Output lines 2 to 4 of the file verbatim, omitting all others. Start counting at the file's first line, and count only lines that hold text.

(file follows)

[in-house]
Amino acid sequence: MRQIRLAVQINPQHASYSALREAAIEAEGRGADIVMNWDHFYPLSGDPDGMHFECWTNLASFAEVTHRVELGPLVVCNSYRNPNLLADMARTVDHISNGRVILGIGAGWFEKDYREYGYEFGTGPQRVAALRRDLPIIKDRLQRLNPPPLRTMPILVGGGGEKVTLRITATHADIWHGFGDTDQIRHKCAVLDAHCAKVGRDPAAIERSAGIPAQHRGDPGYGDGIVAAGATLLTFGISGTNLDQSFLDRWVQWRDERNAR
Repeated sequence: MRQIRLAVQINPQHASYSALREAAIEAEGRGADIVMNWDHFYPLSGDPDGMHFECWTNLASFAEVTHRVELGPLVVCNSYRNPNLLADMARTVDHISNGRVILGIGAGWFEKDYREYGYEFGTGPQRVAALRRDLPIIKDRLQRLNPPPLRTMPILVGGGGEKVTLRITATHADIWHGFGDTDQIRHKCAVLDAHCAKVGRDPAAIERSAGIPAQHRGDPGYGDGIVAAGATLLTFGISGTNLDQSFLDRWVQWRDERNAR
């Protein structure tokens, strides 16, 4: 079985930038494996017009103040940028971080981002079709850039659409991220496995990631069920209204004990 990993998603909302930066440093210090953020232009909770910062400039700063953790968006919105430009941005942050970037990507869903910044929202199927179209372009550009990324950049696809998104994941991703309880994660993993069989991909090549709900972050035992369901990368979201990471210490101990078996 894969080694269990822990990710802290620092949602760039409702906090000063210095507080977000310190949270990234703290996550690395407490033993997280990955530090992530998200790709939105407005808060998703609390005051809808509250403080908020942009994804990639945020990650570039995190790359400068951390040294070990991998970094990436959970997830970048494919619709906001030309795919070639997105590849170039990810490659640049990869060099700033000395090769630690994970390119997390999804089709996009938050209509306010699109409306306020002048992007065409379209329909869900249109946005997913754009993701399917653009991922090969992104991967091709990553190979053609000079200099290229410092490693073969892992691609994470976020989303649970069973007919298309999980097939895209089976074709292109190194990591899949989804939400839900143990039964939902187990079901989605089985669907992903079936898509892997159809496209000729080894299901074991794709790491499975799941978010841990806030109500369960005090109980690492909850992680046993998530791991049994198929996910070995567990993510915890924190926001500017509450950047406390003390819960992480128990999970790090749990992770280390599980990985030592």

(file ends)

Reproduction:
Amino acid sequence: MRQIRLAVQINPQHASYSALREAAIEAEGRGADIVMNWDHFYPLSGDPDGMHFECWTNLASFAEVTHRVELGPLVVCNSYRNPNLLADMARTVDHISNGRVILGIGAGWFEKDYREYGYEFGTGPQRVAALRRDLPIIKDRLQRLNPPPLRTMPILVGGGGEKVTLRITATHADIWHGFGDTDQIRHKCAVLDAHCAKVGRDPAAIERSAGIPAQHRGDPGYGDGIVAAGATLLTFGISGTNLDQSFLDRWVQWRDERNAR
Repeated sequence: MRQIRLAVQINPQHASYSALREAAIEAEGRGADIVMNWDHFYPLSGDPDGMHFECWTNLASFAEVTHRVELGPLVVCNSYRNPNLLADMARTVDHISNGRVILGIGAGWFEKDYREYGYEFGTGPQRVAALRRDLPIIKDRLQRLNPPPLRTMPILVGGGGEKVTLRITATHADIWHGFGDTDQIRHKCAVLDAHCAKVGRDPAAIERSAGIPAQHRGDPGYGDGIVAAGATLLTFGISGTNLDQSFLDRWVQWRDERNAR
């Protein structure tokens, strides 16, 4: 079985930038494996017009103040940028971080981002079709850039659409991220496995990631069920209204004990 990993998603909302930066440093210090953020232009909770910062400039700063953790968006919105430009941005942050970037990507869903910044929202199927179209372009550009990324950049696809998104994941991703309880994660993993069989991909090549709900972050035992369901990368979201990471210490101990078996 894969080694269990822990990710802290620092949602760039409702906090000063210095507080977000310190949270990234703290996550690395407490033993997280990955530090992530998200790709939105407005808060998703609390005051809808509250403080908020942009994804990639945020990650570039995190790359400068951390040294070990991998970094990436959970997830970048494919619709906001030309795919070639997105590849170039990810490659640049990869060099700033000395090769630690994970390119997390999804089709996009938050209509306010699109409306306020002048992007065409379209329909869900249109946005997913754009993701399917653009991922090969992104991967091709990553190979053609000079200099290229410092490693073969892992691609994470976020989303649970069973007919298309999980097939895209089976074709292109190194990591899949989804939400839900143990039964939902187990079901989605089985669907992903079936898509892997159809496209000729080894299901074991794709790491499975799941978010841990806030109500369960005090109980690492909850992680046993998530791991049994198929996910070995567990993510915890924190926001500017509450950047406390003390819960992480128990999970790090749990992770280390599980990985030592």